74, 25, 1

10% and 90%? No. 50% and 50%? No. 75% and 25%? That’s probably closer.


This is me trying to figure out the mental to physical strength I’m going to need in February. Yep, you guessed it, I signed up for a 50K trail run in Thailand. What the fuck am I thinking? Part of me said after I entered my credit card into the little box. This is going to be awesome! The other part was saying. 5:30am is not a good time to make big decisions, but I threw down the money and now I have to begin training—for realz.


74% mental: (I know, you think I’m nuts…bear with me) 50K is what? Like 30-something miles? That’s a lot of time on your feet, a lot of time in your brain, a lot of time to talk yourself out of something. Or in my case I’m pretty good at talking myself into things. Being here in Thailand is tough on my brain, on my emotions and on my regular life routine. Running has been a savior, if I can convince myself that 89 degrees isn’t that hot (mostly because yesterday was 94 degrees) and I can go out and run—I’m golden. Just 7-10 hours of that on race day and done is done!


25% physical: So yeah, I do have to train for this thing. My current idea of a training plan is as follows:


6xweek: run

2xweek: 2 a day runs

3-4xweek: yoga

1xweek: try to get out for over 2 hours (we’ll see how this goes)


Other activities: badminton, push-up, squats, lunges…etc.


By February 2nd it’s just going to be another long day in woods…right?


Wait wait wait!!! Where’s that extra 1% ? you ask?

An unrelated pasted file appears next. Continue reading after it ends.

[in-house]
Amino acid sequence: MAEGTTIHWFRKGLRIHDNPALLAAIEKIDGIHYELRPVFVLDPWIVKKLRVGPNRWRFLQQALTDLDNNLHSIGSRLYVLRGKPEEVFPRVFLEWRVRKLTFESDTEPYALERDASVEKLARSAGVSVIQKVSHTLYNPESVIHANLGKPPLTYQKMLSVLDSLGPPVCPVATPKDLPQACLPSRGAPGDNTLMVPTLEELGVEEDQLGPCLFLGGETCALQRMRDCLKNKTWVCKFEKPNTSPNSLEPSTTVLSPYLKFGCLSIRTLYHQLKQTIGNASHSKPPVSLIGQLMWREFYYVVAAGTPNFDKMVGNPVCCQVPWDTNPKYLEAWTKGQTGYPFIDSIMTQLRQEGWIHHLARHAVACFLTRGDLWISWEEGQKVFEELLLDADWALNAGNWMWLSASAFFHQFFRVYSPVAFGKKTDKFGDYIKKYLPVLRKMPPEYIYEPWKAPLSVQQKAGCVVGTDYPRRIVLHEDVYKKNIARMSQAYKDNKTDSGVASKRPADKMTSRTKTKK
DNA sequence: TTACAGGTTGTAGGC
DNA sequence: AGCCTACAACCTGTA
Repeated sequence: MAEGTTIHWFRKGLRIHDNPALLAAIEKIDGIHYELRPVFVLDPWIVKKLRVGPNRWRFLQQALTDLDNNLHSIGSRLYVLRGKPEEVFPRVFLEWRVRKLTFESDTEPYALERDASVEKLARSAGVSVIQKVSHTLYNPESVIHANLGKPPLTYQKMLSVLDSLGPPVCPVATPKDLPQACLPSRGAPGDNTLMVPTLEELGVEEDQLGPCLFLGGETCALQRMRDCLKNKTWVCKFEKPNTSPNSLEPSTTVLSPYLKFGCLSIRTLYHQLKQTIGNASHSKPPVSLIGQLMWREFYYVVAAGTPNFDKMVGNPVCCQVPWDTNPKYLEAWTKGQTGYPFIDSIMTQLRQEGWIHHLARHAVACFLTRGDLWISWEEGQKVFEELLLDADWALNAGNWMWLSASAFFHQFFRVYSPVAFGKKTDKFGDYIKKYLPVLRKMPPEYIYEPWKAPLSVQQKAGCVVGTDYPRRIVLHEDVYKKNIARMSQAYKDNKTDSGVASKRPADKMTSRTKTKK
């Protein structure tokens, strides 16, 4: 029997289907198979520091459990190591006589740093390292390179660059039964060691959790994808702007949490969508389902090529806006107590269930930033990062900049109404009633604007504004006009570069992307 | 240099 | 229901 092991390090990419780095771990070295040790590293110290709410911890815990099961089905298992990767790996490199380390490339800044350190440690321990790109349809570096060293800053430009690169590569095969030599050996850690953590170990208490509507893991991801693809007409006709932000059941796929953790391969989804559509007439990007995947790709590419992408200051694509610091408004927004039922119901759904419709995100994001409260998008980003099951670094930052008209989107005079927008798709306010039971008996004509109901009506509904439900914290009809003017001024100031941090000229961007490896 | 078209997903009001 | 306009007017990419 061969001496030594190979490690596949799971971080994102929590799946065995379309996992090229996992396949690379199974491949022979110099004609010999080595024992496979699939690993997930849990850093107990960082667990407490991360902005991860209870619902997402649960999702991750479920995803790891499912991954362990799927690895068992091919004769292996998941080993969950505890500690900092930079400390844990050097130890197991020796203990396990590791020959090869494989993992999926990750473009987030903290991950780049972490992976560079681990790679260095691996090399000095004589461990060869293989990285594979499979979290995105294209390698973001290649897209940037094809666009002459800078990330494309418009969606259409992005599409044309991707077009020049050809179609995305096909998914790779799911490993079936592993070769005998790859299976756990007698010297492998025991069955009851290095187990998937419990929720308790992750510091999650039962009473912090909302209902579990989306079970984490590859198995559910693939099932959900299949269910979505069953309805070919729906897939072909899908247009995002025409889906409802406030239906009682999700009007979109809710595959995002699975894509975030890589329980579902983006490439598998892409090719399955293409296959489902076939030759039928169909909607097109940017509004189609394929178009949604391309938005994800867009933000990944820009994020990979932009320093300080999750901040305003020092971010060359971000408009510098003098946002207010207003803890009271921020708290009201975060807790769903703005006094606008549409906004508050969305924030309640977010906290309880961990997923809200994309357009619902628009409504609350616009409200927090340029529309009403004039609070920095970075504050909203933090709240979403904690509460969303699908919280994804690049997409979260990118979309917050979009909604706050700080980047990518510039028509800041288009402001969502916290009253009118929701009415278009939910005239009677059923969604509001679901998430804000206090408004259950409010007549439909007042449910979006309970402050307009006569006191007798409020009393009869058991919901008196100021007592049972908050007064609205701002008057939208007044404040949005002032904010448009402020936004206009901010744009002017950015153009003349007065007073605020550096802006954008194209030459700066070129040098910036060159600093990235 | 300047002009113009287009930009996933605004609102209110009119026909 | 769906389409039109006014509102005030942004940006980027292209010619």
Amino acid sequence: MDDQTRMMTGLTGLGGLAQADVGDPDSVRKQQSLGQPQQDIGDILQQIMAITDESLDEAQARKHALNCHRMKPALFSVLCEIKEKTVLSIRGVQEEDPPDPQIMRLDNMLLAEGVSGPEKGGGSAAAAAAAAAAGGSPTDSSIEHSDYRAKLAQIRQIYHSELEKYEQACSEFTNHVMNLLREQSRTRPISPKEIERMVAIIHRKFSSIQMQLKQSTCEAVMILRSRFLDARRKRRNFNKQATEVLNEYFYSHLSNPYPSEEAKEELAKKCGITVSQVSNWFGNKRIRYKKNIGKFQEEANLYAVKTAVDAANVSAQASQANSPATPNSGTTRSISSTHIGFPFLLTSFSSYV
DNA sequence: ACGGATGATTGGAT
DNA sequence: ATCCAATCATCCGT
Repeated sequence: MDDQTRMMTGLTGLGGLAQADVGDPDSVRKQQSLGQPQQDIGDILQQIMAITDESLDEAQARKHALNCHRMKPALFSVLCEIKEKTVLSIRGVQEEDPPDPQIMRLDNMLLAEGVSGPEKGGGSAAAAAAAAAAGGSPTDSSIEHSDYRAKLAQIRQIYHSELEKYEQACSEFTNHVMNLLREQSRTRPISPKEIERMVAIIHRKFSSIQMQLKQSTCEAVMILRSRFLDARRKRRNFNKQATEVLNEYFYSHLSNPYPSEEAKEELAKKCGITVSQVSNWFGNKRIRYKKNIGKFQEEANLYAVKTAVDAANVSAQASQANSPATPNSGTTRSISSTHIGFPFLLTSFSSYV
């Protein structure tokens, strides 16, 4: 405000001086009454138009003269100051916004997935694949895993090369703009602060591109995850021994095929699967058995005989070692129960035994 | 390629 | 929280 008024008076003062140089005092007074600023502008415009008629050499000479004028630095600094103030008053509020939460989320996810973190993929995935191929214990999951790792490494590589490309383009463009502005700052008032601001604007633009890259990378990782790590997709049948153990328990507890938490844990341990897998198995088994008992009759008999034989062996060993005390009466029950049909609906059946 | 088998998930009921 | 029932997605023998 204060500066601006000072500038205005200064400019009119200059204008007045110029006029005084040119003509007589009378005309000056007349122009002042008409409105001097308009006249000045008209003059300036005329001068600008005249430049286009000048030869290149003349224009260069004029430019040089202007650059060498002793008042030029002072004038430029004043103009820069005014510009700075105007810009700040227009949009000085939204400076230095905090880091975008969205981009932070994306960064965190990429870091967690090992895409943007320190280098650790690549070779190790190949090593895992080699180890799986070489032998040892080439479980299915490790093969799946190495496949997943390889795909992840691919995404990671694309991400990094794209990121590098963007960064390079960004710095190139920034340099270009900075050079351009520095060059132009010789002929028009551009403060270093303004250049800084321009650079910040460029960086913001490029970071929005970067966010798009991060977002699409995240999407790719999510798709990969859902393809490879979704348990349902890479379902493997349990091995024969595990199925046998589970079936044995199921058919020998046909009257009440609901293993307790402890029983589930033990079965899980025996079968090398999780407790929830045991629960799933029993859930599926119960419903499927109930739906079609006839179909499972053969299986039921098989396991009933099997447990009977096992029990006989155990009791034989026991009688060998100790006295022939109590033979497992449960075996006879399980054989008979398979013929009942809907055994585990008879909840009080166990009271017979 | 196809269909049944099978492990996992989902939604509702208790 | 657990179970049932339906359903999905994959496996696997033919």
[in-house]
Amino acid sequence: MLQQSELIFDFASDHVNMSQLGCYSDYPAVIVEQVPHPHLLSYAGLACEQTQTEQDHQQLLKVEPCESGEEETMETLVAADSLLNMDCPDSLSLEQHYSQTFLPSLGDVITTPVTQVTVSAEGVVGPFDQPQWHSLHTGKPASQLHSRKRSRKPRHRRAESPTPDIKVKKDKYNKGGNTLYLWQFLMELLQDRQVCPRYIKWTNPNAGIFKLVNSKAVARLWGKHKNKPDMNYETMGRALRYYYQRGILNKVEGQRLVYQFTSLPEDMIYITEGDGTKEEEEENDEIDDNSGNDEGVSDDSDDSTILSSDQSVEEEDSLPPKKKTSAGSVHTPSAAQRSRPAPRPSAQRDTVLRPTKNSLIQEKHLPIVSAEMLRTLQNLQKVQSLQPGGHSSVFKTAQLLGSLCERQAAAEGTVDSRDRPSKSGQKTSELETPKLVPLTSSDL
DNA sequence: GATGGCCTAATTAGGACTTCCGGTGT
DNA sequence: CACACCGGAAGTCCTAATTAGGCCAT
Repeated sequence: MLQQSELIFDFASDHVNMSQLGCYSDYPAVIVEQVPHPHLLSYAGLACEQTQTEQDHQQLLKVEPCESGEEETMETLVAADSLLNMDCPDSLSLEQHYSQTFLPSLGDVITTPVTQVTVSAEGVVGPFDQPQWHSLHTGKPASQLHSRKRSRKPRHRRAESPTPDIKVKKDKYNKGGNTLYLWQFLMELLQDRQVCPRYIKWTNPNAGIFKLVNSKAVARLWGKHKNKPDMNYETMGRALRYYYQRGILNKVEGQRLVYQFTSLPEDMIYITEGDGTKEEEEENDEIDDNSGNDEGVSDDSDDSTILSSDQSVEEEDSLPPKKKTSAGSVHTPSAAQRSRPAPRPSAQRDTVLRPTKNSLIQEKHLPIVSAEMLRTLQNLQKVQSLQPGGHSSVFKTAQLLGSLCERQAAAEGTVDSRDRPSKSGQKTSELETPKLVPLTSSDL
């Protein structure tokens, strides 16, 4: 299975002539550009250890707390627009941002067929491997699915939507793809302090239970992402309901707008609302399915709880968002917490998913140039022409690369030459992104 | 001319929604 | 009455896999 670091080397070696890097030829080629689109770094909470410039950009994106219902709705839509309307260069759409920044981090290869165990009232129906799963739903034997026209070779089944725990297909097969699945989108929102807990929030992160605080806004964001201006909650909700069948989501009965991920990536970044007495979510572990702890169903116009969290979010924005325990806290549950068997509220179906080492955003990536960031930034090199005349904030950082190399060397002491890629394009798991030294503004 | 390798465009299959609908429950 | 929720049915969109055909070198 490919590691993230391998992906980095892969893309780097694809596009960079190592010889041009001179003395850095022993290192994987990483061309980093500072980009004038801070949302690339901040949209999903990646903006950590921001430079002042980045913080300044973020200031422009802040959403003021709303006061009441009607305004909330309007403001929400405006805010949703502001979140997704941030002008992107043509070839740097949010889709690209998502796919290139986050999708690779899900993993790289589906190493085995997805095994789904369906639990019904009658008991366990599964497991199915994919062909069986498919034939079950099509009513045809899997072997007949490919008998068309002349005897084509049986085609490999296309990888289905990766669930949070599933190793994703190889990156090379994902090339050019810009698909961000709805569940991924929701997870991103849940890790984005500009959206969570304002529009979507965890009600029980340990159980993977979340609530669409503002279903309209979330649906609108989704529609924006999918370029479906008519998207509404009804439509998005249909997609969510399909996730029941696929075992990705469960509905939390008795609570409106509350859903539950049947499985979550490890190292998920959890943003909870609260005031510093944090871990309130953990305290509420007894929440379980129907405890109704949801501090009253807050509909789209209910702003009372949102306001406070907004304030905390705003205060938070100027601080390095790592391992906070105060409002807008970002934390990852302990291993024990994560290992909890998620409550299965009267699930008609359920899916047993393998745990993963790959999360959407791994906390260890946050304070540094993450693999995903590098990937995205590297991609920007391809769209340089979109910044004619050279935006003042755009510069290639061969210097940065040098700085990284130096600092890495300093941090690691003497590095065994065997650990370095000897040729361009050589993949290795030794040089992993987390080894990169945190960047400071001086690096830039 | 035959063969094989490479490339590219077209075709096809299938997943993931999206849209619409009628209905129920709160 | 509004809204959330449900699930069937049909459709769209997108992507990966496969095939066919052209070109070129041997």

1%: Support. Cheerleaders. Positive energy. Love. And Gu… don’t forget the Gu.


Choose Your Trail

Me: I planned out our 11-mile loop,

up up up then descend.

Him: I haven’t ran in weeks, I

may not be up for that.

Me: You’ll be fine. We’ll go

slow! And we’ll figure

out what we wanna do

when the time comes.


We were planning on a long trail run on Thursday morning. I woke up tired, for some reason it was hard to get out of bed and just push the brew button on my coffee pot. But I had a friend to meet at 8am to run…11 hard miles. He met me at his door and we started walking, the weather perfectly chilled with Fall on it’s way. I told my friend my difficulties this morning and he said he was feeling the same.

My friend reminded me of our text conversation last night; we can do whatever we want. “oh yeah” I thought. Just because we planned on doing 11 miles didn’t mean we absolutely had to. That’s the beauty of running, you choose the distance, pace and location—all you really need are shoes.

We decided to walk up through the park and up the road called 2060. We hike up for a good 90 minutes, talking, sharing, trying to solve each other’s problems, or just be there to listen which is what we both actually needed.


Him: I have a plan. Let’s run down.

         Then around the park for a

few miles. Yeah?



The run down was quick and easy. We turned off onto the trails of Lithia Park, I chose the direction, then my friend cut ahead and took the lead, twisting around, changing direction quickly and keeping me on my toes and eventually leading us back down town. It was a game of cat and mouse, the leader followed and then they switched places. It was fun.